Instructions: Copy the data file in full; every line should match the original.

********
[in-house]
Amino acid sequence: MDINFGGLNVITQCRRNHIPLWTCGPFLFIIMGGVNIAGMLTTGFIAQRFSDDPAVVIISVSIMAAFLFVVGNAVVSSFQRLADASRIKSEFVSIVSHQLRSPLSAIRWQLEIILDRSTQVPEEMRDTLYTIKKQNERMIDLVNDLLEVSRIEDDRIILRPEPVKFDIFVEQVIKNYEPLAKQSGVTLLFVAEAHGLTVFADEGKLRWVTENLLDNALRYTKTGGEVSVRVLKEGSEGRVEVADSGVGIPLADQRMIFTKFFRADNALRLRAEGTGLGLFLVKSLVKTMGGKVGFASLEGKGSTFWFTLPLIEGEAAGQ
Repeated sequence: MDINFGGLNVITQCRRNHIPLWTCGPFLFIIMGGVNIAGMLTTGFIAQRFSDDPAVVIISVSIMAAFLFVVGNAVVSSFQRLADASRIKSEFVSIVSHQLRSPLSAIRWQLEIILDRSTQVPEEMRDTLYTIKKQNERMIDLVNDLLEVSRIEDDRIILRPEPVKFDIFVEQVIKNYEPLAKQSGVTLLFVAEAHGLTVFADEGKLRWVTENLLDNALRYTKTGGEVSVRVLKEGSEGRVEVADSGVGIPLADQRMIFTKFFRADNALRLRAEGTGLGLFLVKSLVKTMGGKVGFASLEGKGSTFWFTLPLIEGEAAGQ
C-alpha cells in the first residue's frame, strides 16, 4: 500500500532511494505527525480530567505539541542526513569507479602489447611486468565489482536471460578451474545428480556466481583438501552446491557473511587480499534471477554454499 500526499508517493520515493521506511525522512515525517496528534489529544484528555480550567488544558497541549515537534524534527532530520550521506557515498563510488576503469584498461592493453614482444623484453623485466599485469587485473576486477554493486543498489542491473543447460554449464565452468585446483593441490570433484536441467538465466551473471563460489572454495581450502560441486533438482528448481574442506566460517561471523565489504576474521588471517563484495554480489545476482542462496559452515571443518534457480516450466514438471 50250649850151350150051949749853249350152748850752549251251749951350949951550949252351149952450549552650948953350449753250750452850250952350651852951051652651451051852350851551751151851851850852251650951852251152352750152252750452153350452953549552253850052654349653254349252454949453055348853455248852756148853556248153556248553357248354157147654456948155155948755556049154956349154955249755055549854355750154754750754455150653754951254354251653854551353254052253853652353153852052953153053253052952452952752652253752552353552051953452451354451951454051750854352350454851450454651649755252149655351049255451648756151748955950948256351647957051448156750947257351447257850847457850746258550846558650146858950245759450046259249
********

[in-house]
Amino acid sequence: MDINFGGLNVITQCRRNHIPLWTCGPFLFIIMGGVNIAGMLTTGFIAQRFSDDPAVVIISVSIMAAFLFVVGNAVVSSFQRLADASRIKSEFVSIVSHQLRSPLSAIRWQLEIILDRSTQVPEEMRDTLYTIKKQNERMIDLVNDLLEVSRIEDDRIILRPEPVKFDIFVEQVIKNYEPLAKQSGVTLLFVAEAHGLTVFADEGKLRWVTENLLDNALRYTKTGGEVSVRVLKEGSEGRVEVADSGVGIPLADQRMIFTKFFRADNALRLRAEGTGLGLFLVKSLVKTMGGKVGFASLEGKGSTFWFTLPLIEGEAAGQ
Repeated sequence: MDINFGGLNVITQCRRNHIPLWTCGPFLFIIMGGVNIAGMLTTGFIAQRFSDDPAVVIISVSIMAAFLFVVGNAVVSSFQRLADASRIKSEFVSIVSHQLRSPLSAIRWQLEIILDRSTQVPEEMRDTLYTIKKQNERMIDLVNDLLEVSRIEDDRIILRPEPVKFDIFVEQVIKNYEPLAKQSGVTLLFVAEAHGLTVFADEGKLRWVTENLLDNALRYTKTGGEVSVRVLKEGSEGRVEVADSGVGIPLADQRMIFTKFFRADNALRLRAEGTGLGLFLVKSLVKTMGGKVGFASLEGKGSTFWFTLPLIEGEAAGQ
C-alpha cells in the first residue's frame, strides 16, 4: 500500500532511494505527525480530567505539541542526513569507479602489447611486468565489482536471460578451474545428480556466481583438501552446491557473511587480499534471477554454499 500526499508517493520515493521506511525522512515525517496528534489529544484528555480550567488544558497541549515537534524534527532530520550521506557515498563510488576503469584498461592493453614482444623484453623485466599485469587485473576486477554493486543498489542491473543447460554449464565452468585446483593441490570433484536441467538465466551473471563460489572454495581450502560441486533438482528448481574442506566460517561471523565489504576474521588471517563484495554480489545476482542462496559452515571443518534457480516450466514438471 50250649850151350150051949749853249350152748850752549251251749951350949951550949252351149952450549552650948953350449753250750452850250952350651852951051652651451051852350851551751151851851850852251650951852251152352750152252750452153350452953549552253850052654349653254349252454949453055348853455248852756148853556248153556248553357248354157147654456948155155948755556049154956349154955249755055549854355750154754750754455150653754951254354251653854551353254052253853652353153852052953153053253052952452952752652253752552353552051953452451354451951454051750854352350454851450454651649755252149655351049255451648756151748955950948256351647957051448156750947257351447257850847457850746258550846558650146858950245759450046259249